Fracking should be allowed at one of two sites on the Fylde coast in Lancashire, a report has recommended.
Lancashire County Council’s most senior planning officer was responding to an application by energy firm Cuadrilla to extract shale gas at Little Plumpton and Roseacre Wood.
The application for Little Plumpton has been recommended for approval. Roseacre Wood has been recommended for refusal.
The final decisions will be taken by councillors next week.
The recommendation of approval is for test fracking at the site. If Cuadrilla intends to undertake commercial fracking it would require a separate application.
If approved it would be the first time a council has backed an application to frack, drill and test flow the gas and the first fracking since tests near Blackpool were deemed the “likely cause” of earth tremors in 2011.
A government report published in June 2012 concluded fracking was safe, if adequately monitored.
Cuadrilla submitted revised plans for the Fylde sites after planning officers recommended refusal for both sites in January for different reasons.
‘Listen to people’
Planning officers had previously said the site at Preston New Road should be turned down because of concerns over the impact of noise.
But now they have recommended its approval if a number of conditions are met, including controlling time limits, hours of working and highway matters.
At the Roseacre Wood site, planning officers maintained there would be an increase in traffic, particularly heavy goods vehicles, which would result in “an unacceptable impact” on rural roads.
Furqan Naeem, from Friends of the Earth, said preventing fracking was one of the organisation’s “priority campaigns” as “people generally don’t want it”.
He said if Cuadrilla was given permission to operate, it would “set a precedent”.
“They will not only drill holes in Lancashire, they will do it all over the UK,” he said.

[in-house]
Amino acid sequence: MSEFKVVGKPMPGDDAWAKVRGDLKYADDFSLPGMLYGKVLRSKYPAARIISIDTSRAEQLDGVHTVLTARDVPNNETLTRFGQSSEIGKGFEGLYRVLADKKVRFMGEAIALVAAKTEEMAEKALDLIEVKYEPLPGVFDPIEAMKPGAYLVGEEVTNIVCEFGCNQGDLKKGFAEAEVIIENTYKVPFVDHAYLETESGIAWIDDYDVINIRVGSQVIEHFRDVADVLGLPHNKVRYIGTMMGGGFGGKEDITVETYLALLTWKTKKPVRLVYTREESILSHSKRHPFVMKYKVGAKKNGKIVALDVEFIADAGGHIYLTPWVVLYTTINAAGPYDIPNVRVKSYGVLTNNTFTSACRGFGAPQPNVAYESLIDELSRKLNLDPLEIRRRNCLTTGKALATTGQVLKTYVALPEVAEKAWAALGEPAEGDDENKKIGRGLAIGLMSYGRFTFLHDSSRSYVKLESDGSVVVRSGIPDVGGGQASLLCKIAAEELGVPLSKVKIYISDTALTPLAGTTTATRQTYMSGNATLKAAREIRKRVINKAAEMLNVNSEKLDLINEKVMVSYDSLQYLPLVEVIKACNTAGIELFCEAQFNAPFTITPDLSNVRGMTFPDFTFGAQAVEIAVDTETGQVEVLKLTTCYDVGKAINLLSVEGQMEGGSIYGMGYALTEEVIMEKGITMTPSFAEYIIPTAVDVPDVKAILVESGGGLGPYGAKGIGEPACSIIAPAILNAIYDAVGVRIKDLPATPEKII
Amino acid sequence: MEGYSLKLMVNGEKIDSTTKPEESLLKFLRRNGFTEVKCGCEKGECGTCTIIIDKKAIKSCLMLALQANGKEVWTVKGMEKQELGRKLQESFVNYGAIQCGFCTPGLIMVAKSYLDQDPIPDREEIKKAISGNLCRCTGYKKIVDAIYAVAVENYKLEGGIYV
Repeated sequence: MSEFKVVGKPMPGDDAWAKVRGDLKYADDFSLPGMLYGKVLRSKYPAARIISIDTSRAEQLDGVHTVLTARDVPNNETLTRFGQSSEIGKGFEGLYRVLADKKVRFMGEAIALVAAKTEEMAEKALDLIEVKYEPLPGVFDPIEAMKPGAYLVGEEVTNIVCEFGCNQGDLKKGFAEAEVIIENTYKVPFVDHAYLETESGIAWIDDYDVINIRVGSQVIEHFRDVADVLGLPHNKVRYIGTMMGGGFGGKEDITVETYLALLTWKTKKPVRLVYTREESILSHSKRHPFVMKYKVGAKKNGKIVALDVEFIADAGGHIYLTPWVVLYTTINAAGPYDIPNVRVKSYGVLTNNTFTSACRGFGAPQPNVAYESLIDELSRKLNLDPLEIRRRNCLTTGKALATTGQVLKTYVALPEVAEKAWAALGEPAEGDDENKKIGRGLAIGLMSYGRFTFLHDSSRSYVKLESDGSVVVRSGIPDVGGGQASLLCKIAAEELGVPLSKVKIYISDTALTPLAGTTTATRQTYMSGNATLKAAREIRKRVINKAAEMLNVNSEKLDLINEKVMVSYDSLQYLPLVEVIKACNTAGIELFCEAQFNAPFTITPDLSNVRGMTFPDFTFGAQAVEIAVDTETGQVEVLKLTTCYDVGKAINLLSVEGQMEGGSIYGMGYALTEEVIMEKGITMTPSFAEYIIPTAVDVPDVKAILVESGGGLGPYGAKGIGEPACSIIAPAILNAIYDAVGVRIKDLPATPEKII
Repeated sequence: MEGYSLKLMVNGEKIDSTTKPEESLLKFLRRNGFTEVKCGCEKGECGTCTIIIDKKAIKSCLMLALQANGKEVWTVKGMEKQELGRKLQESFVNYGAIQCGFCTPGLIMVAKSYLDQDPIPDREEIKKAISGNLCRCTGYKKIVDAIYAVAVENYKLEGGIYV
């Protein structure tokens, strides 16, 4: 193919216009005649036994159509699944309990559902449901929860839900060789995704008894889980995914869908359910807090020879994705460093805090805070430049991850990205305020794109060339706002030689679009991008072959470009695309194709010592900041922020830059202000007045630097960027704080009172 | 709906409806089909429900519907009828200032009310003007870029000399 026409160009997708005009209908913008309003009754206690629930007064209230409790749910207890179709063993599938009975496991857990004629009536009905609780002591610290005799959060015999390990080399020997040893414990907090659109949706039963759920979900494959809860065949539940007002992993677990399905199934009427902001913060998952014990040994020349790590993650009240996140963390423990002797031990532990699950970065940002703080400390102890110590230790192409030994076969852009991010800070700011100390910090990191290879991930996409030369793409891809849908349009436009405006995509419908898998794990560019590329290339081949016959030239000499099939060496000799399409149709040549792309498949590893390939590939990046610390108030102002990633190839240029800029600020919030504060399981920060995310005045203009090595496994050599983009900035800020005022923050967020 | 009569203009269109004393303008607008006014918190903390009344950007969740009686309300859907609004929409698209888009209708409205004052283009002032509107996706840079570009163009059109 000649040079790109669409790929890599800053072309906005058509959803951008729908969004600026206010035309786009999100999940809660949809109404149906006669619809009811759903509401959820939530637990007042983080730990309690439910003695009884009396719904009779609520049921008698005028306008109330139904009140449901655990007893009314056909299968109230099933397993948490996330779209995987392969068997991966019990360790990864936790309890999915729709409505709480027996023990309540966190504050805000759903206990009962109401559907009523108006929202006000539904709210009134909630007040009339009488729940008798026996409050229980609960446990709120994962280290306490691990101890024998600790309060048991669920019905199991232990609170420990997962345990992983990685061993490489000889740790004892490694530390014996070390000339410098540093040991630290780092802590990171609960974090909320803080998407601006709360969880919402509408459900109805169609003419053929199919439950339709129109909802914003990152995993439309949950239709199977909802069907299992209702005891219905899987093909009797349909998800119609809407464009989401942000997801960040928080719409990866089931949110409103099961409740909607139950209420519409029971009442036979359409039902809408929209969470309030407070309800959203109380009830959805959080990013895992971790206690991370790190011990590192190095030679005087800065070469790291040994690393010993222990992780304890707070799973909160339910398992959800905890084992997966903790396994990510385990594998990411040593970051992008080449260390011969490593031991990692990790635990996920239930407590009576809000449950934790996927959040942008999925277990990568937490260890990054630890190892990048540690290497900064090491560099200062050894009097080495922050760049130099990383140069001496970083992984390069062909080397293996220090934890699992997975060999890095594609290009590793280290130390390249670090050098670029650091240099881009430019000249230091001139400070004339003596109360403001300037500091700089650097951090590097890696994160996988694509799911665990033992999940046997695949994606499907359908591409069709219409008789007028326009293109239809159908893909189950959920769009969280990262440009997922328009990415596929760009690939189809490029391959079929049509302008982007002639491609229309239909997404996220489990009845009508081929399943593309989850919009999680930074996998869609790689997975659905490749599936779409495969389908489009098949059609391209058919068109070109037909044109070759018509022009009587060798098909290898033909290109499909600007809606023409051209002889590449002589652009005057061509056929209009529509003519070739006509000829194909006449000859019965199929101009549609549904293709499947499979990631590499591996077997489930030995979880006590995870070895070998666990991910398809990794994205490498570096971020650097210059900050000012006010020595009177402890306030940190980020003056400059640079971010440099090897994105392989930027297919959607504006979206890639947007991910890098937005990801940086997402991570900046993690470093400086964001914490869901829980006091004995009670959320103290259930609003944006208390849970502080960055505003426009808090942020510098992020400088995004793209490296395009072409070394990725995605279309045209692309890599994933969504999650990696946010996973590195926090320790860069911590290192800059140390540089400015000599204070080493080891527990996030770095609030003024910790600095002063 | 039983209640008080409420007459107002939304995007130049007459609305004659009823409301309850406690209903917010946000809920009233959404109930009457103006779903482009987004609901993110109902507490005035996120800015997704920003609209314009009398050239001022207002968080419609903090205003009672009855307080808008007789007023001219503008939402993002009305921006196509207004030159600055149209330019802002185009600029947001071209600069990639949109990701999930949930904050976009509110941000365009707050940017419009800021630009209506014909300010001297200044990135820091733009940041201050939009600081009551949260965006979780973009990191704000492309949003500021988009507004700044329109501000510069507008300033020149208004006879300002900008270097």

“The council must now listen to the tens of thousands of people who have objected to fracking at both sites, and the strong evidence put before them, and reject both of Cuadrilla’s proposals to frack.”
Judy Hobson, BBC North West Tonight
This isn’t the final decision but it’s encouraging news for Cuadrilla and the fracking companies in the UK.
Make no mistake, the eyes of the shale gas industry are on Lancashire.
Next week’s planning committee vote will set the scene for the industry nationally because it’s the first time someone has applied to test frack on this scale on the UK mainland.
The planning committee may not accept the officers’ recommendations: they could still reject the application for Preston New Road. And if Cuadrilla can persuade them that they can reduce traffic flow at Roseacre Wood, they could still approve that.
This application is to drill and test flow shale gas only so we are no nearer knowing whether or not there will be fracking in Lancashire. If Cuadrilla want to produce the gas commercially, they will have to make a new application.
Tina Rothery anti-fracking campaigner with Frack Free Lancashire said she was “concerned” but it was “not a done deal” yet.
“Councillors still have a lot of people to listen to including presentations from residents who are opposing fracking before a final decision is made,” she said.
Fracking – or hydraulic fracturing – is a technique in which water and chemicals are pumped into shale rock at high pressure to extract gas.
However, anti-fracking campaigners claim the process is harmful to the environment.
In a statement, Cuadrilla said it was “pleased” at the Preston New Road decision but expressed disappointment at the Roseacre Wood recommendation, saying it had addressed traffic concerns raised in the original officer’s report.